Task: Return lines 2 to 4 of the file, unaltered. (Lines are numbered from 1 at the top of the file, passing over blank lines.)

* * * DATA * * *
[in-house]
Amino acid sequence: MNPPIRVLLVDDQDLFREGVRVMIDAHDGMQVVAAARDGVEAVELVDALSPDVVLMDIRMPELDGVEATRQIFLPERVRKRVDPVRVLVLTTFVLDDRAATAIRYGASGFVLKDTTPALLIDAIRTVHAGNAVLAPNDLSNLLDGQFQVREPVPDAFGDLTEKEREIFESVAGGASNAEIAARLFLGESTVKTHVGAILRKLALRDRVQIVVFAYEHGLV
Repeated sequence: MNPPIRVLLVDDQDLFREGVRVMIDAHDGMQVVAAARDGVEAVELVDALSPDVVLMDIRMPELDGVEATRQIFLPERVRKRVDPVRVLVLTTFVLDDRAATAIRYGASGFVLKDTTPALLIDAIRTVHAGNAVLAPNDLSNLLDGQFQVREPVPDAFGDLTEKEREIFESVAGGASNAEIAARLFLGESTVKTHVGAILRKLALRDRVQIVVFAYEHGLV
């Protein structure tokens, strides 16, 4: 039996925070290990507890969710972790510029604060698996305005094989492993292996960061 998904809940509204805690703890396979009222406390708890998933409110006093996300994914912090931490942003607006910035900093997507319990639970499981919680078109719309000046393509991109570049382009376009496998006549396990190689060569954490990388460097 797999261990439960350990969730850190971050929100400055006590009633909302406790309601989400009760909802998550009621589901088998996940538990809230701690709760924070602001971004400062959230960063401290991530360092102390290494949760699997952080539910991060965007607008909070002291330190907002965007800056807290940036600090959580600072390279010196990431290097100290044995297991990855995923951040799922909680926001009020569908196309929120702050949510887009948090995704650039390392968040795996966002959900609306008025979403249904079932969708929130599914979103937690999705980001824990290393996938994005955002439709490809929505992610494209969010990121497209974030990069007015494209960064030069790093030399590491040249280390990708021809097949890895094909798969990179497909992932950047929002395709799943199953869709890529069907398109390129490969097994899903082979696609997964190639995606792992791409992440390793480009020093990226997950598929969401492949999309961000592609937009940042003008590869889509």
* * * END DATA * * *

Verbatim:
Amino acid sequence: MNPPIRVLLVDDQDLFREGVRVMIDAHDGMQVVAAARDGVEAVELVDALSPDVVLMDIRMPELDGVEATRQIFLPERVRKRVDPVRVLVLTTFVLDDRAATAIRYGASGFVLKDTTPALLIDAIRTVHAGNAVLAPNDLSNLLDGQFQVREPVPDAFGDLTEKEREIFESVAGGASNAEIAARLFLGESTVKTHVGAILRKLALRDRVQIVVFAYEHGLV
Repeated sequence: MNPPIRVLLVDDQDLFREGVRVMIDAHDGMQVVAAARDGVEAVELVDALSPDVVLMDIRMPELDGVEATRQIFLPERVRKRVDPVRVLVLTTFVLDDRAATAIRYGASGFVLKDTTPALLIDAIRTVHAGNAVLAPNDLSNLLDGQFQVREPVPDAFGDLTEKEREIFESVAGGASNAEIAARLFLGESTVKTHVGAILRKLALRDRVQIVVFAYEHGLV
């Protein structure tokens, strides 16, 4: 039996925070290990507890969710972790510029604060698996305005094989492993292996960061 998904809940509204805690703890396979009222406390708890998933409110006093996300994914912090931490942003607006910035900093997507319990639970499981919680078109719309000046393509991109570049382009376009496998006549396990190689060569954490990388460097 797999261990439960350990969730850190971050929100400055006590009633909302406790309601989400009760909802998550009621589901088998996940538990809230701690709760924070602001971004400062959230960063401290991530360092102390290494949760699997952080539910991060965007607008909070002291330190907002965007800056807290940036600090959580600072390279010196990431290097100290044995297991990855995923951040799922909680926001009020569908196309929120702050949510887009948090995704650039390392968040795996966002959900609306008025979403249904079932969708929130599914979103937690999705980001824990290393996938994005955002439709490809929505992610494209969010990121497209974030990069007015494209960064030069790093030399590491040249280390990708021809097949890895094909798969990179497909992932950047929002395709799943199953869709890529069907398109390129490969097994899903082979696609997964190639995606792992791409992440390793480009020093990226997950598929969401492949999309961000592609937009940042003008590869889509």